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47th Annual Naff Symposium

Innovation in Molecular Neuroscience

Schedule of Events - April 1, 2022


Registration and Continental Breakfast
WT Young Library Gallery


Welcome - TBD


Dr. Erin Calipari
"A novel mechanism for hormonal regulation of reward circuits in the brain contributes to addiction vulnerability in females"


WT Young Library Gallery


Dr. Tim Harris
"High capacity electrophysiology: How we got here and where we can go"


Lunch & Break


Dr. Elizabeth Hillman
"Understanding the brain with high-speed 3D imaging of cell structure, function and identity"


Break & Poster Session Set-Up
WT Young Library Gallery; Jacobs Science Building, Atrium


Dr. Baljit Khakh
"Cells that tile your brain: Astrocyte roles in neural circuits"

3:30 - 5:00pm

Poster Session
Jacobs Science Building, Atrium



Dr. Erin Calipari

Vanderbilt University

Dr. Calipari received her PhD in Neuroscience in 2013 in the laboratory of Dr. Sara Jones at Wake Forest University School of Medicine where she studied how self-administered drugs altered dopaminergic function to drive addictive behaviors. She then went on to complete her postdoctoral training with Dr. Eric Nestler at Icahn School of Medicine at Mount Sinai, where she used circuit probing techniques to understand the temporally specific neural signals that underlie motivation and reward learning. She is currently an Assistant Professor at Vanderbilt University in the Department of Pharmacology. Her independent work seeks to characterize and modulate the precise circuits in the brain that underlie both adaptive and maladaptive processes in reward, motivation, and associative learning.

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Dr. Tim Harris

Johns Hopkins University

Timothy Harris is a research professor in the Department of Biomedical Engineering. He leads the Applied Physics and Instrumentation Group at the HHMI Janelia Research Campus, and is the originator of the project that produced the Neuropixels Si probe for extracellular recording in animals, mostly mice, and rats. He shares his time between Janelia and Johns Hopkins and is working on projects to enable recording 10-20,000 neurons in rodents and 30-50,000 neurons in non-human primates, as well as stimulate with high resolution.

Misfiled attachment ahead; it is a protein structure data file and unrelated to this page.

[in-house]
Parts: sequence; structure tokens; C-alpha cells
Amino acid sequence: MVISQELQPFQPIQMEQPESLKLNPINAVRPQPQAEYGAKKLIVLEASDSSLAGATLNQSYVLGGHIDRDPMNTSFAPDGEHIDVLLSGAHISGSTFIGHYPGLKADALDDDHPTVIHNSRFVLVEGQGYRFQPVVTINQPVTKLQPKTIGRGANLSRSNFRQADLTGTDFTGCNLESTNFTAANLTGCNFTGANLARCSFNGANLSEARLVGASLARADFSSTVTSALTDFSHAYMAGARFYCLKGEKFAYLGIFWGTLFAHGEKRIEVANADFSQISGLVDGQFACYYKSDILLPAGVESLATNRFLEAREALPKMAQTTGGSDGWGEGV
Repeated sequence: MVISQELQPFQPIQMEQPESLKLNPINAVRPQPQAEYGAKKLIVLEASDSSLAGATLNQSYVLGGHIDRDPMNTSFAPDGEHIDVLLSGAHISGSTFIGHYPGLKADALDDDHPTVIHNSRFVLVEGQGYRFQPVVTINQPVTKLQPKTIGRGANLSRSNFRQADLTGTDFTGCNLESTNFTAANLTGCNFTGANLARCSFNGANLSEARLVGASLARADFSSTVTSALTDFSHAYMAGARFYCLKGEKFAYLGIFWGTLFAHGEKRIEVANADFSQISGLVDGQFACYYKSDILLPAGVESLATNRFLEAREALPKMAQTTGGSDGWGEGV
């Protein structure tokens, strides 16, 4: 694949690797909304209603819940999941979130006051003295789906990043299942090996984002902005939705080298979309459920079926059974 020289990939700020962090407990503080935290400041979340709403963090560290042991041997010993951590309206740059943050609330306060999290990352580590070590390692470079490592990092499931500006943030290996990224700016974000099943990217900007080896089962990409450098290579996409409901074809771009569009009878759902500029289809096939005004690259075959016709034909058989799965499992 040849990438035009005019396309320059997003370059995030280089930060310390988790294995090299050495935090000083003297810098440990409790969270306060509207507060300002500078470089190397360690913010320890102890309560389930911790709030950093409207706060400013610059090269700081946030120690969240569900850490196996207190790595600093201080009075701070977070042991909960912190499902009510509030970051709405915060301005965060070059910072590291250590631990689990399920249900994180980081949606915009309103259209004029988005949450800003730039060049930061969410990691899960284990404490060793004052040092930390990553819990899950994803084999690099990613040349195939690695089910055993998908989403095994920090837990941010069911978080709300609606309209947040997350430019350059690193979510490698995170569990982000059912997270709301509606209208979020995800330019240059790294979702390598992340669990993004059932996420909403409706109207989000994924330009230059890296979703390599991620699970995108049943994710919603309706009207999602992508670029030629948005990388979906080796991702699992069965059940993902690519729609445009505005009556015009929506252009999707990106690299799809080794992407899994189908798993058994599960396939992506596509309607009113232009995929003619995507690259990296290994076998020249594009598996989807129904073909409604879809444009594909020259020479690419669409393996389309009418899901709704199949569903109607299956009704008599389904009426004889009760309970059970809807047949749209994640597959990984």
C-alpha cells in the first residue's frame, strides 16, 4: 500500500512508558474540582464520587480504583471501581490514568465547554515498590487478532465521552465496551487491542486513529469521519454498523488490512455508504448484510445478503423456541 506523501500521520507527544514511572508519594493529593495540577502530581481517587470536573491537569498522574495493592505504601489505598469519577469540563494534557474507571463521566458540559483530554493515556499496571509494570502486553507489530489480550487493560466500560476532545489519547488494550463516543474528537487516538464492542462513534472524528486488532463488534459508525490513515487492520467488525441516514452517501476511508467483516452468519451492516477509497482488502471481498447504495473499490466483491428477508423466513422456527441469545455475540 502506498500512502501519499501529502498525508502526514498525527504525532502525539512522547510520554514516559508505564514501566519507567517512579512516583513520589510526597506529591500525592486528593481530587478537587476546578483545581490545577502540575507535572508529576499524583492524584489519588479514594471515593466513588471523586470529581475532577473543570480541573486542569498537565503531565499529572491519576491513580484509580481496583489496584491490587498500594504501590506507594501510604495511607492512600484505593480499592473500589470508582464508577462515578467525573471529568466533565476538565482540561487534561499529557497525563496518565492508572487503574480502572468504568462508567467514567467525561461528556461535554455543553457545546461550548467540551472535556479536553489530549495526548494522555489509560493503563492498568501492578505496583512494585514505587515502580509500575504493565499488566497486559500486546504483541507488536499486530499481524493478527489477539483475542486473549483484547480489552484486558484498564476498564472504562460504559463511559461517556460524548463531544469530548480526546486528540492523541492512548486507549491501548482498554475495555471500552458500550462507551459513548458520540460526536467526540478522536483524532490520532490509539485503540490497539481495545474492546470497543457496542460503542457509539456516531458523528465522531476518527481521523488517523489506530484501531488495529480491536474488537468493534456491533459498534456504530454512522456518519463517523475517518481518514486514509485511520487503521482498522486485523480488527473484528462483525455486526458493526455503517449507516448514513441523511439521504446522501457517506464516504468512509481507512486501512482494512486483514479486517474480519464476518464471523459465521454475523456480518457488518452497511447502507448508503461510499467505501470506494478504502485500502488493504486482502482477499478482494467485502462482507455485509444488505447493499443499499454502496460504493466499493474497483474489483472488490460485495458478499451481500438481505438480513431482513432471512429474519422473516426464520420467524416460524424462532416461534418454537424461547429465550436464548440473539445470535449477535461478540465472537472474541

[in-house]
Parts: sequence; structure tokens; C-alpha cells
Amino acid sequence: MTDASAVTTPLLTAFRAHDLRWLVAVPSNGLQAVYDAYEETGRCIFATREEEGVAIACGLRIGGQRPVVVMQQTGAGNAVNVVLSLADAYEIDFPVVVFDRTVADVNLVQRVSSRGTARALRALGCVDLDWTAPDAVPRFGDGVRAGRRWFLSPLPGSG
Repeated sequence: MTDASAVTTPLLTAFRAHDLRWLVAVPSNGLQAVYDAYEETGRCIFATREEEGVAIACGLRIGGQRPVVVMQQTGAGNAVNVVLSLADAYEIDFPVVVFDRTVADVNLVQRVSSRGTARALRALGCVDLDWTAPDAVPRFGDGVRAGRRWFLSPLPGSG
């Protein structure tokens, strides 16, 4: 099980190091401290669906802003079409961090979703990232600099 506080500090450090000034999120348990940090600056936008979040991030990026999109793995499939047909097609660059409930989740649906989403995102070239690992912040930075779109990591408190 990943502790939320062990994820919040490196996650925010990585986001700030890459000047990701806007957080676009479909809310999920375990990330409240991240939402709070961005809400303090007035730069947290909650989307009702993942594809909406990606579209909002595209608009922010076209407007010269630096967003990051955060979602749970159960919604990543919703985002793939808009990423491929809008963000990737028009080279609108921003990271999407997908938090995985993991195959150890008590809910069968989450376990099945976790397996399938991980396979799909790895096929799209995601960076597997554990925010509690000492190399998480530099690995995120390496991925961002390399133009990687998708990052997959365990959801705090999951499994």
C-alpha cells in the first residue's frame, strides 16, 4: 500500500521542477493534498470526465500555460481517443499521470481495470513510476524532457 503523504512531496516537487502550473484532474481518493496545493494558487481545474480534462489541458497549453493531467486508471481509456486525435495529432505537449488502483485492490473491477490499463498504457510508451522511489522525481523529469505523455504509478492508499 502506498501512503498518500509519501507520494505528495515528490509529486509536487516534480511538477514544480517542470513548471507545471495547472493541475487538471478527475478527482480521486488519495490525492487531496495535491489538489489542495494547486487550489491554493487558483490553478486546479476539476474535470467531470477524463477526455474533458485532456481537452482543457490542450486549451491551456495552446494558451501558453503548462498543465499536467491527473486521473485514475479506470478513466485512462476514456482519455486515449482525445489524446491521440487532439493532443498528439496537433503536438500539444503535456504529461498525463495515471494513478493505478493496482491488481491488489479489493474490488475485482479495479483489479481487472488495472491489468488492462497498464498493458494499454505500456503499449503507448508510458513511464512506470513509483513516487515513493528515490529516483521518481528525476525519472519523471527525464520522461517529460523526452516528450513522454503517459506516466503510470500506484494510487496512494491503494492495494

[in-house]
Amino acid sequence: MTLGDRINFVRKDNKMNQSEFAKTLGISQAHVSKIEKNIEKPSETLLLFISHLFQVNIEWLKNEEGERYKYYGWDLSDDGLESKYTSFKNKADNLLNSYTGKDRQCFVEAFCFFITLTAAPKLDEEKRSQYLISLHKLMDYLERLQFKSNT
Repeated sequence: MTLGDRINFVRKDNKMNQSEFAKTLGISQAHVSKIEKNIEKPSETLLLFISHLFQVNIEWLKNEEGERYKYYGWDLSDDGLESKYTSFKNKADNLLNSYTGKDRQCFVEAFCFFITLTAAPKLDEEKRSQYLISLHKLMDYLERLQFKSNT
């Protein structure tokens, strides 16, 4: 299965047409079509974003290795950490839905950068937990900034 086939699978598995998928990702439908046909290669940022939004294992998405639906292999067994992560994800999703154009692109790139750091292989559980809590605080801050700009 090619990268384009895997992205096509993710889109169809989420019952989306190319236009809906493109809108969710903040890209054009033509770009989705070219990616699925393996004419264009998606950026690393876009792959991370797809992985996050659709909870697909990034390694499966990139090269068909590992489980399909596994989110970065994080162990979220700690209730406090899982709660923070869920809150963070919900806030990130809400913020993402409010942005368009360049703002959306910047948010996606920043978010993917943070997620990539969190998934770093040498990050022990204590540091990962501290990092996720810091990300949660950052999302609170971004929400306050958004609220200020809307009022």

He received a BS in Chemistry at California Polytechnical State University, San Luis Obispo, and a PhD in Analytical Chemistry at Purdue University.

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Dr. Elizabeth Hillman

Columbia University

Elizabeth Hillman is professor of biomedical engineering and radiology at Columbia University and a member of the Mortimer B. Zuckerman Mind Brain Behavior Institute and Kavli Institute for Brain Science at Columbia. Hillman received her undergraduate degree in physics and Ph.D. in medical physics and bioengineering at University College London and completed post-doctoral training at Massachusetts General Hospital/Harvard Medical School. In 2006, Hillman moved to Columbia University, founding the Laboratory for Functional Optical Imaging. Hillman’s research program focuses on the development and application of optical imaging and microscopy technologies to capture functional dynamics in the living brain. Most recently, she developed swept confocally aligned planar excitation (SCAPE) microscopy, a technique capable of very high speed volumetric imaging of neural activity in behaving organisms such as adult and larval Drosophila, zebrafish, C. elegans and the rodent brain. Hillman’s research program also includes exploring the interrelation between neural activity and blood flow in the brain, as the basis for signals detected by functional magnetic resonance imaging (fMRI). Hillman is a fellow of the Optical Society of America (OSA), the society of photo-optical instrumentation (SPIE) and the American Institute for Medical and Biological Engineering (AIMBE). She has received the OSA Adolf Lomb Medal for contributions to optics, as well as early career awards from the Wallace Coulter Foundation, National Science Foundation and Human Frontier Science Program.

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Dr. Baljit Khakh

University of California, Los Angeles

Baljit Khakh completed his Ph.D. at the University of Cambridge in the laboratory of Patrick PA Humphrey. He completed postdoctoral fellowships in the laboratory of Graeme Henderson at the University of Bristol, and then in the laboratory of Henry A. Lester and Norman Davidson at California Institute of Technology. In 2001, Khakh became Group Leader at the MRC Laboratory of Molecular Biology in Cambridge, and in 2006 he moved to the University of California, Los Angeles where he is Professor of Physiology and Neurobiology. Khakh’s work has been recognized, including with the NIH Director's Pioneer Award, the Paul G. Allen Distinguished Investigator Award, and the Outstanding Investigator Award (R35) from NINDS.

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2022 Naff Symposium Committee

Dr. Chris Richards - Chair

Jason DeRouchey (Chemistry)
Lance Johnson (Physiology)
Brandon Henderson (Marshall University)



WT Young Library Auditorium

Glazer and Heidary Award from the National Science Foundation

The National Science Foundation has awarded a new grant to Drs. David Heidary and Edith Glazer for the development of chemical tools to study RNA. The project, titled “Inorganic-aptamer hybrids for live cell imaging”, leverages the complementary expertise of the investigators in the development of optical cellular assays and the creation of photoactive inorganic molecules.

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